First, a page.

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From: Ottawa
Since: 1999
Claim to fame: Making songs radios should like

When I first heard the voice of Kathleen Edwards, I was in another country—Canada. Acting on a tip, I made the hour drive from the wilds of Ontario to a Kingston record store to score a copy of Edwards' debut full-length Failer. A crush was born on the return trip as I played "One More Song the Radio Won't Like" repeatedly, just to piss off my radio. The song (and the record) was a perfect mix of the detail-oriented quirk-folk of Suzanne Vega and the gravel-road roots-rock of Lucinda Williams, with plenty of Neil Young and Tom Petty love peeking through. The perfection and the crush remain. At THE ARTSCENTER. $15-$18/ 8 p.m. —Rick Cornell



The band name may not be familiar, but the faces and voices sure are: The Sundowners is a casual collective featuring members of Roman Candle, Max Indian, The Old Ceremony, Boxbomb, Luego, Mount Moriah ... hell, if there's an Orange County band they haven't recorded with, it's only because they haven't had the time.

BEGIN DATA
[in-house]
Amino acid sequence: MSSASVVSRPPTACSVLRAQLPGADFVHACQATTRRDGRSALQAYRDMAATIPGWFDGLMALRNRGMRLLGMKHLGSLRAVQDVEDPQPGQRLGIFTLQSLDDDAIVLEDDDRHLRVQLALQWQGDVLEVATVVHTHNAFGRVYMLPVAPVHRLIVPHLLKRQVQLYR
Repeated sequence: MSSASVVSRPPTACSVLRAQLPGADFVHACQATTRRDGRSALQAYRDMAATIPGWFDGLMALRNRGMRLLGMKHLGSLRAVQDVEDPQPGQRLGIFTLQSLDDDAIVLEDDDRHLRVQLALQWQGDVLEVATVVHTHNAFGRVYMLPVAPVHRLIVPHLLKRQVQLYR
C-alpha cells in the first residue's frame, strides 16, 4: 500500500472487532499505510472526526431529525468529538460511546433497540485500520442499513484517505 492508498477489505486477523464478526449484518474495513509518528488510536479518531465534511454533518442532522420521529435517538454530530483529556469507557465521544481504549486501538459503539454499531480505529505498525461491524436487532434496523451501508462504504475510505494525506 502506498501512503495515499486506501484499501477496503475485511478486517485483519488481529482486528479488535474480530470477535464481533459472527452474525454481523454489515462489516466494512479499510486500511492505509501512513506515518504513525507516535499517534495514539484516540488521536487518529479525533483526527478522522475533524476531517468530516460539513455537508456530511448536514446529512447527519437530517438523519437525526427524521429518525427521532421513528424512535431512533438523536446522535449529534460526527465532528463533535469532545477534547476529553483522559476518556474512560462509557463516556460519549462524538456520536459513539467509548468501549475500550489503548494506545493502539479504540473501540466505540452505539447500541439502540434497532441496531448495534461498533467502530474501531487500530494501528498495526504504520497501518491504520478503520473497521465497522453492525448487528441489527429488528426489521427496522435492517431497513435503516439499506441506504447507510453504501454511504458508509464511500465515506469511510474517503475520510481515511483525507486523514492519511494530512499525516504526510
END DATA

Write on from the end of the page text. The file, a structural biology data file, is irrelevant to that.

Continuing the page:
But somehow, between all those projects and work on their own material, these nine Carrboro hands—not everyone appears at each show, according to drummer James Wallace—found enough idle time to jam that it led to the formation of The Sundowners.

"We spent so many evenings in Josh Moore's living room playing music together, we figured we should just get a gig at The Station and get paid to do the same thing," explained Wallace. "We play covers and originals, but we try to make everything relaxed: slow down the tempo, play less. Right now, [we're] obsessed with the Linda Ronstadt song 'Different Drum.'"

The outfit's still wet behind its ears—not a MySpace stream or YouTube flick to be found—but expect homespun pop/rock jaunts, not unlike the amiable breeze these moonlighters ply by day. With Keegan DeWitt and Gabriel Kelley. Free/ 9 p.m. —Spencer Griffith